Not only could the colonist erase all prior rights, he could also erase all future rights. By mixing your labour with the land once, you and your descendants acquire the right to it in perpetuity, until you decide to sell it. You thereby prevent all future claimants from gaining natural wealth by the same means.
Worse still, according to Locke, “your” labour includes the labour of those who work for you. But why should the people who do the work not be the ones who acquire the rights? It’s comprehensible only when you realise that by “man”, Locke means not all humankind, but European men of property. Those who worked for them had no such rights. What this meant, in the late 17th century, was that large-scale landrights could be justified, under his system, only by the ownership of slaves. Inadvertently perhaps, Locke produced a charter for the human rights of slave holders.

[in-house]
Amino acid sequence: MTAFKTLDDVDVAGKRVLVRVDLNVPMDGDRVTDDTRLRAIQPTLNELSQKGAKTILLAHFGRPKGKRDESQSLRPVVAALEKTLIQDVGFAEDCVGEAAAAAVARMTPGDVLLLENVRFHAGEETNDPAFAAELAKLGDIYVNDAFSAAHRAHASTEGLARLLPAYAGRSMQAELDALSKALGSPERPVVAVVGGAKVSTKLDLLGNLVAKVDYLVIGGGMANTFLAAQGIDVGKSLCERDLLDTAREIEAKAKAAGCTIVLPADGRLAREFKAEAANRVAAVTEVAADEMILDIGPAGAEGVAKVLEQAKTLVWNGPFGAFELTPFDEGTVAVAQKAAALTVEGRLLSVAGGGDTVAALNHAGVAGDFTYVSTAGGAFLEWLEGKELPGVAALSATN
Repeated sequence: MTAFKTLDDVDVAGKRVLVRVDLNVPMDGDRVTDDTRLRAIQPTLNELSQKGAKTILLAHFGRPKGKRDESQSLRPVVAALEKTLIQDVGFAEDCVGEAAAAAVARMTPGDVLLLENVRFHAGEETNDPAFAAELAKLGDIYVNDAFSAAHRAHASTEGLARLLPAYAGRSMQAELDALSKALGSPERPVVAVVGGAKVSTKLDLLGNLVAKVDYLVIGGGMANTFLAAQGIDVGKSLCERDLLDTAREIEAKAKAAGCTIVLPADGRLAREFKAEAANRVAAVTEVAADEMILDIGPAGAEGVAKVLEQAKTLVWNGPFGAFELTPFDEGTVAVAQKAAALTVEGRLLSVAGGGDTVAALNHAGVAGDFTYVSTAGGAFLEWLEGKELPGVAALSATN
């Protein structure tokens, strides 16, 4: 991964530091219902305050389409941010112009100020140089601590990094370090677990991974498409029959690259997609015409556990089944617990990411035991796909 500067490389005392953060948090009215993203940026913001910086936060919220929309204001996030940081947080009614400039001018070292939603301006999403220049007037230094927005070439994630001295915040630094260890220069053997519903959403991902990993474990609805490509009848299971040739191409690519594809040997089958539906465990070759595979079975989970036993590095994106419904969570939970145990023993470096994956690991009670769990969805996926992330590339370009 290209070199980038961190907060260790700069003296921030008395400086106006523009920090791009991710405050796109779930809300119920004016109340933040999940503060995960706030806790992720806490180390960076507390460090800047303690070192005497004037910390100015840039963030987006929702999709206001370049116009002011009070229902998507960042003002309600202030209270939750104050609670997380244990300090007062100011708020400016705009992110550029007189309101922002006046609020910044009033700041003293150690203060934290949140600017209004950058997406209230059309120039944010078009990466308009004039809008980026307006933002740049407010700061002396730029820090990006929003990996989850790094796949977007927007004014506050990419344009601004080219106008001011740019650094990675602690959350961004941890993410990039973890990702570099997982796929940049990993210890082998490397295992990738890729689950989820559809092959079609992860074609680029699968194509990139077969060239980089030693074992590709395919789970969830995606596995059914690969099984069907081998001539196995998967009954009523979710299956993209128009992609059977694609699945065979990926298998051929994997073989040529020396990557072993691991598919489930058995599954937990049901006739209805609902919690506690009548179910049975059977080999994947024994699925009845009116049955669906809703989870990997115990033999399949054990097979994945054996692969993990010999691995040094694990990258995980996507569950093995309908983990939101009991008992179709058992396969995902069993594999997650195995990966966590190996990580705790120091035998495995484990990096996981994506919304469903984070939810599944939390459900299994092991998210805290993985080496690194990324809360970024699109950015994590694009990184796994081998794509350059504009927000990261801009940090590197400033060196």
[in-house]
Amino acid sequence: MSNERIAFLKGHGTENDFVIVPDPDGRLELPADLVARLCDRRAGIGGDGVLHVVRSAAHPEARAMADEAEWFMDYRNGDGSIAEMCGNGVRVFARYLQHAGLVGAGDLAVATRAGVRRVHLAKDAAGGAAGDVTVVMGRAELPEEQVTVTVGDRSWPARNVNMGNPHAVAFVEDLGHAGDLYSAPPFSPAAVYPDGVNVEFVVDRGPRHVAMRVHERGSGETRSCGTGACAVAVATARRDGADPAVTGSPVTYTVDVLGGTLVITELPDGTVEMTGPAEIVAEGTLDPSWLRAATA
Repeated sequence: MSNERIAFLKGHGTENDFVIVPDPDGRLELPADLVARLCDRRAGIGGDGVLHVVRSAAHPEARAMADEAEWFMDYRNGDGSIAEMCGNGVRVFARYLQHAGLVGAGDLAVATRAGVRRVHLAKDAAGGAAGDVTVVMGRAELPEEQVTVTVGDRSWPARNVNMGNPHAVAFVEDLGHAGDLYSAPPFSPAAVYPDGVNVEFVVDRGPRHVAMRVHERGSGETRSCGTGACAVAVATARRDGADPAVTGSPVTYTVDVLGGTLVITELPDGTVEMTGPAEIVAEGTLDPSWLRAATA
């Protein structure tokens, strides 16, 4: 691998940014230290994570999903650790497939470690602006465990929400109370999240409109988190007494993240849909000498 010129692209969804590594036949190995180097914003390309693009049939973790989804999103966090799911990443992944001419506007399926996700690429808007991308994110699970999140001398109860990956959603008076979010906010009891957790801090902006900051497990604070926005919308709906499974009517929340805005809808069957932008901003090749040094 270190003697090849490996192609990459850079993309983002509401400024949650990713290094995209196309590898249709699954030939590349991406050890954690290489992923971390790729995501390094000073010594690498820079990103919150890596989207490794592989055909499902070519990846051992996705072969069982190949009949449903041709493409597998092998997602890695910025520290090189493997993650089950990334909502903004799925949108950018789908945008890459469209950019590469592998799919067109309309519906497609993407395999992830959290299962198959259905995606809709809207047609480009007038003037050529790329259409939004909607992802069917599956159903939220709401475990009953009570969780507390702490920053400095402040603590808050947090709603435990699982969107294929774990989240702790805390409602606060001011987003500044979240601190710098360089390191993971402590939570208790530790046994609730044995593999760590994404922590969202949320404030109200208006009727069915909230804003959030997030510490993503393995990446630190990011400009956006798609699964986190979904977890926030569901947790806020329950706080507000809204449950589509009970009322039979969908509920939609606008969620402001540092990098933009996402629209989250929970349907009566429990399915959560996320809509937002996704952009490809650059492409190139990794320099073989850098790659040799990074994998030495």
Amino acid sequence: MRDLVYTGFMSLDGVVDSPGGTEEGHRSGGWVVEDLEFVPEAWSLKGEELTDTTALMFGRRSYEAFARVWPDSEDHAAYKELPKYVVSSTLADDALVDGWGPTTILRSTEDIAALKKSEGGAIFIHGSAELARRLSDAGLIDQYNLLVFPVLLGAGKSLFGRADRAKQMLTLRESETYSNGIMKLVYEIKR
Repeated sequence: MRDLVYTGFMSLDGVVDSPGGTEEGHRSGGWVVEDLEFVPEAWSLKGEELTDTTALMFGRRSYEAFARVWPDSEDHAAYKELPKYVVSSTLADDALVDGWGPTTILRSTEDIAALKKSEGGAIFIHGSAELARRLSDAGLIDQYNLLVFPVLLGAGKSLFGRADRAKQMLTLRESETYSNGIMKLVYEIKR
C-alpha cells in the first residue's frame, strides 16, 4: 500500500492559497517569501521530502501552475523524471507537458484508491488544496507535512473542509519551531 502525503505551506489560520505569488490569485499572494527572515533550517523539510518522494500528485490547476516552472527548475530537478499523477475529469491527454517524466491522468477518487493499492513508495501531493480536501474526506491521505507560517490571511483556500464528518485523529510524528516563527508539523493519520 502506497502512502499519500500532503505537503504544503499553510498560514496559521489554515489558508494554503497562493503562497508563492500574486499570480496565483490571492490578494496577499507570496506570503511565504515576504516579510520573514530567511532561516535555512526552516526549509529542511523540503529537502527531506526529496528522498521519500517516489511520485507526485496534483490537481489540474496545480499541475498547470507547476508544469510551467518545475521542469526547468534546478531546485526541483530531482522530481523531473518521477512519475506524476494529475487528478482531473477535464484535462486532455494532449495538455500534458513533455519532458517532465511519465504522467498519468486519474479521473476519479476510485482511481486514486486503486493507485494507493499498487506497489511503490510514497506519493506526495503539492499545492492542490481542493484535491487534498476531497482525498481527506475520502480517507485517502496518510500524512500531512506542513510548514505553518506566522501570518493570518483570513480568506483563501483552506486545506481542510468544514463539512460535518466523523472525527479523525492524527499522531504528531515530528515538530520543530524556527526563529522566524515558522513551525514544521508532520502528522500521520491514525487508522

Even if objections to this could somehow be dismissed, what is it about labour that magically turns anything it touches into private property? Why not establish your right to natural wealth by peeing on it? The arguments defending our economic system are flimsy and preposterous. Peel them away, and you see that the whole structure is founded on looting: looting from other people, looting from other nations, looting from other species, and looting from the future.
Yet, on the grounds of these absurdities, the rich arrogate to themselves the right to buy the natural wealth on which others depend. Locke cautioned that his justification works only if “there is enough, and as good, left in common for others”. Today, whether you are talking about land, the atmosphere, living systems, rich mineral lodes or most other forms of natural wealth, it is clear there is not “enough, and as good” left in common. Everything we take for ourselves we take from someone else.
You can tweak this system. You can seek to modify it. But you cannot make it just.